Lisa Congdon officiated for us and did a wonderful job of it. She got married a few months before us. Leading up to her own wedding, she wrote so genuinely about her joy and delight in love. The sound and sentiment of her beliefs were exactly what I wanted I wanted to be surrounded by while we did the marrying. And fantastically, she agreed to give some of her Lisaness to us.

75 of our friends and family came to spend the day with us, including The David’s parents, his sister+brother-in-law+their-3-kids, and one of his buddies from England. I had a goodly representation from the east coast. But the majority of the guests are a part of the family we’ve built for ourselves here in the Bay Area. I was struck by how special and fleeting it was to have all of our people gathered together in one place; there will never be another opportunity like that.

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I was surrounded by my best ladyfriends, who all picked out their own yellow dresses: one from my first real job, my sister-in-law, one from high school, and one from college.  (A fifth intended lady friend had had some unexpected travel conundrums and couldn’t make it.)
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David wore some yah-HELLOW pants and all his dudes wore bow ties and blue gingham shirts. It was great. A fantastic blend of British and San Francisco hipster.

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I had wanted the dinner to look and feel like something that I might have invited you to in my own home, without formal floral arrangements or place settings and I think it turned out beautifully. A dear friend and her mom sewed the yellow gingham table runners for me. The dishes and utensils were all compostable. The flowers were arranged in jars and cans that I’d saved for the past few months.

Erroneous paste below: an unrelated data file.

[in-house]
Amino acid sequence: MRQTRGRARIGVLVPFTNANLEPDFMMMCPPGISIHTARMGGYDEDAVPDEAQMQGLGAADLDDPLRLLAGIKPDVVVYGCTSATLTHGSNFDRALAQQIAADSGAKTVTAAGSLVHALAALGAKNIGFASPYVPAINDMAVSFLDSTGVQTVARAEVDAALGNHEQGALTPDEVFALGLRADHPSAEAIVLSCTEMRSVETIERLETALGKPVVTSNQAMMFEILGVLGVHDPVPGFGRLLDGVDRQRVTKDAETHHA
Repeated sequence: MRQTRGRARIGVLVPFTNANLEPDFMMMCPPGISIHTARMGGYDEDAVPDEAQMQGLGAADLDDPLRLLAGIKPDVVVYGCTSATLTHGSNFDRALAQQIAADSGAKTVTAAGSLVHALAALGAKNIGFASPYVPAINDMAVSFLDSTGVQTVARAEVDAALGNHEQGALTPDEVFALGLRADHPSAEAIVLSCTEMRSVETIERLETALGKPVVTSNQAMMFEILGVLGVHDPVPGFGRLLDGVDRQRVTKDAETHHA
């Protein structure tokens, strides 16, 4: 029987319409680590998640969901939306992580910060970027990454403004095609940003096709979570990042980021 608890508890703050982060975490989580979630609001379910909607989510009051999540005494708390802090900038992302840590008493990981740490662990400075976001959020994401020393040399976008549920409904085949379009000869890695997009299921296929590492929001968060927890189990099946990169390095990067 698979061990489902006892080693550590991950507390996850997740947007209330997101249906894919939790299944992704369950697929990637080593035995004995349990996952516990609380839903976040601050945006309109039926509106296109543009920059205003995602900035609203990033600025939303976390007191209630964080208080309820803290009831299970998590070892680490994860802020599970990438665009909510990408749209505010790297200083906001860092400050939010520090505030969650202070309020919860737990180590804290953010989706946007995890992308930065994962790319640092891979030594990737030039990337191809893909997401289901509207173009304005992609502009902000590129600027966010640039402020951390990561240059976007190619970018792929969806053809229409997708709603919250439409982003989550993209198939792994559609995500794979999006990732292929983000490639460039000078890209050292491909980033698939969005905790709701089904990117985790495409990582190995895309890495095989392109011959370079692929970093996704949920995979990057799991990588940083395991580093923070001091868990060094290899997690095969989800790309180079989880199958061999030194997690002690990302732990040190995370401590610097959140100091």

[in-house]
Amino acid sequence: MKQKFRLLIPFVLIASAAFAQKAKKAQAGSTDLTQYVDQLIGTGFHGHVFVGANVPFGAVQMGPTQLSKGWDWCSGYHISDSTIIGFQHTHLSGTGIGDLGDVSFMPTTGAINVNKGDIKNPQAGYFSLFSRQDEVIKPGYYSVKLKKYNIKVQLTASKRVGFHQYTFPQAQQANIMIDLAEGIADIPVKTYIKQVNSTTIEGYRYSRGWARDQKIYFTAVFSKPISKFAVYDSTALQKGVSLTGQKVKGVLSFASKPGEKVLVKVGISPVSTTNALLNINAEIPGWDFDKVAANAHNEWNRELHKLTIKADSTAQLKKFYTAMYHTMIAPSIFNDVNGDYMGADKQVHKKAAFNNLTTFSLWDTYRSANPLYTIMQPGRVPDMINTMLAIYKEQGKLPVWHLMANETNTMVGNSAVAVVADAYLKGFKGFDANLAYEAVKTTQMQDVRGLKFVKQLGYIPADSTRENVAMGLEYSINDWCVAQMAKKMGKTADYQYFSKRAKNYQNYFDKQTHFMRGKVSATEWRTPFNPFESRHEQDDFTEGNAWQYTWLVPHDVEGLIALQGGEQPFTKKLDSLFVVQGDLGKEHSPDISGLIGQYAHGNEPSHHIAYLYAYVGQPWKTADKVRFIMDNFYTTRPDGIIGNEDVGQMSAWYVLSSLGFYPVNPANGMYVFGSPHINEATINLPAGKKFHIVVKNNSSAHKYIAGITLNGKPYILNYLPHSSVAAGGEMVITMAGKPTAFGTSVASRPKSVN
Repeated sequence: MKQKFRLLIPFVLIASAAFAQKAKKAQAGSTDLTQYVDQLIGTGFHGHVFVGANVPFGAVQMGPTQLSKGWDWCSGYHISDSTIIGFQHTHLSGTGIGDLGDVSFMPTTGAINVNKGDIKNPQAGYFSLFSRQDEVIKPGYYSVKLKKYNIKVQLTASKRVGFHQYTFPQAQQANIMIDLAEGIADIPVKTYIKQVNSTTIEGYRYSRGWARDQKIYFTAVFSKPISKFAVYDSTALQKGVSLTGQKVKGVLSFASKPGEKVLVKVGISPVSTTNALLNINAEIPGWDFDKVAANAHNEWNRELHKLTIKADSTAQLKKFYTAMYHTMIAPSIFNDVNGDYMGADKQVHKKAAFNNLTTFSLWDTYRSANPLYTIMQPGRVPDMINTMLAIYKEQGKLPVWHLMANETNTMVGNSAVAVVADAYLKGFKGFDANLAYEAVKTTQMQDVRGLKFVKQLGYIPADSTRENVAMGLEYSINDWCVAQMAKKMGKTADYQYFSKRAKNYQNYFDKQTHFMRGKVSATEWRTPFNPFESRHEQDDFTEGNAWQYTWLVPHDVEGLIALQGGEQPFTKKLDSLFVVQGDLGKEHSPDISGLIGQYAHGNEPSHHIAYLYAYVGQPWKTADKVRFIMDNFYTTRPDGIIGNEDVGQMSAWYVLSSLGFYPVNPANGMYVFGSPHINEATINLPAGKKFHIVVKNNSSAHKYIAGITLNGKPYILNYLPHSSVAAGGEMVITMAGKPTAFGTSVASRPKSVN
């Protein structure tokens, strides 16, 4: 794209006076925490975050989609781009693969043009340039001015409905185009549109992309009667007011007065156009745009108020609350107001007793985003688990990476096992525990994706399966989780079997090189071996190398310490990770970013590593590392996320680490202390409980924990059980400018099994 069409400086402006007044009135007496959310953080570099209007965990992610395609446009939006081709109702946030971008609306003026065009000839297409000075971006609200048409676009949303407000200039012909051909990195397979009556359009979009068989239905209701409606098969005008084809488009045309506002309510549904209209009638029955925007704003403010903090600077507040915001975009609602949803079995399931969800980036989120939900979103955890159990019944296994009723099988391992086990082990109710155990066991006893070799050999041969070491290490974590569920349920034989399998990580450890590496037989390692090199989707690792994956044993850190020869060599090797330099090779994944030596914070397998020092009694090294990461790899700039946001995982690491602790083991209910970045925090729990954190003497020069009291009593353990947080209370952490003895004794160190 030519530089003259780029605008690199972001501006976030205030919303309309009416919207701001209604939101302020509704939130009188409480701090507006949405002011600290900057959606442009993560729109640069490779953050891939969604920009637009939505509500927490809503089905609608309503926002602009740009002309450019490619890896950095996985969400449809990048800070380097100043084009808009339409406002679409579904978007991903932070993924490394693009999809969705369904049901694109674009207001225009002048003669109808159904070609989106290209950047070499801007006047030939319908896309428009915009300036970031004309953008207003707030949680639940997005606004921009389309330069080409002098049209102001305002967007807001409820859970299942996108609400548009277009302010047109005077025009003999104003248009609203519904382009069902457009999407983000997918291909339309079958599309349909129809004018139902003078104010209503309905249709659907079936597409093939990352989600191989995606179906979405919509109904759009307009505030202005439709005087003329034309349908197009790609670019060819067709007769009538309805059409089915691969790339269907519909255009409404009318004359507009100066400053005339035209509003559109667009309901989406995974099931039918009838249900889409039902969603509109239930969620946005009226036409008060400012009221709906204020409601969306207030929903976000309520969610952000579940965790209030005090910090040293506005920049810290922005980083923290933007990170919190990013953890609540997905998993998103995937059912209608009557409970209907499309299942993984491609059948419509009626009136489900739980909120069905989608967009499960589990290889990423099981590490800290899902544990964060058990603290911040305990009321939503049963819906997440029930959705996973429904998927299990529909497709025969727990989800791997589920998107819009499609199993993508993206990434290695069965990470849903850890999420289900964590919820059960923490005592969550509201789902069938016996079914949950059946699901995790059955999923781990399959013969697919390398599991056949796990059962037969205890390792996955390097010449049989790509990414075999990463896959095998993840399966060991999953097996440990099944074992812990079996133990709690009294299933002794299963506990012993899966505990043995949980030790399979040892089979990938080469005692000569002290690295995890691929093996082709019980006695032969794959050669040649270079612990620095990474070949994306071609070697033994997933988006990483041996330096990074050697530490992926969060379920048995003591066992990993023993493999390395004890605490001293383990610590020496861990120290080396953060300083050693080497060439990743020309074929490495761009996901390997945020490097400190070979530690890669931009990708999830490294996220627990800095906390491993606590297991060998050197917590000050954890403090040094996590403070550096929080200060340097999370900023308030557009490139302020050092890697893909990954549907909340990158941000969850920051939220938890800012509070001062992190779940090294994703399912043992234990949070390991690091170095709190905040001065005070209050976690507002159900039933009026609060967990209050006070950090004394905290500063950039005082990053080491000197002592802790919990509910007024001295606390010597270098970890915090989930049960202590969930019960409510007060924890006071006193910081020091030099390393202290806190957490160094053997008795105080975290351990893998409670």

The food was fantastic. Seriously the best wedding food I think I’ve ever had. We had ribs and bbq chicken, a kale salad, a roasted corn and zucchini salad, and whole wheat mac n cheese. There were incredible deviled eggs, watermelon skewers, and sausage rolls passed before dinner. And there was an amazing cheese table. Later we had two kinds of pie, strawberry rhubarb and blackberry nectarine, with sweet cream ice cream.
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We demonstrated our swing dancing skills (rudimentary) for our first dance to Mumford and Sons I Will Wait.

1173878_436104783175252_2144697979_nThere were far off fireworks at the end of the night over the Oakland A’s coliseum. We packed up a ton of leftover food and a million flowers and went home to our new house.

I don’t feel different, but I do feel amazed and happy that we did it. And I am, as ever, surprised at just how much I lucked out with this fellow of mine.

 

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i think i wanna marry you

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This is pretty old news now, but it’s time to note it for posterity: The David and I are getting married!

And when I say that we’re getting married, I don’t just mean that we got engaged, but literally that we’re getting married. In like 2 seconds. On August 31.

There wasn’t a proposal, per se, but on the couch in our living room, after work on Friday, April 12, there was a conversation that resulted in the decision that we should get married.
The words “we might as well get married” were issued. I almost swooned at the onslaught of romance.

And on the tails of this decision, we learned that the green card The David thought he would be getting through his employer was actually not going to materialize and that since he was almost all out of visa juice, he’d have to leave the country in November of this year.

Hence, the 4 month engagement.

And then we went out and drank beers and ate tater tots with cheese and bacon.

 

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rocket

We got a kitten!  A teeny tiny little booger!

On Saturday, we went to the mall to go pick up some something or other from the Apple store and there was a shelter bonanza going on.  The cuteness was too much to bear and we decided that a kitty must be ours.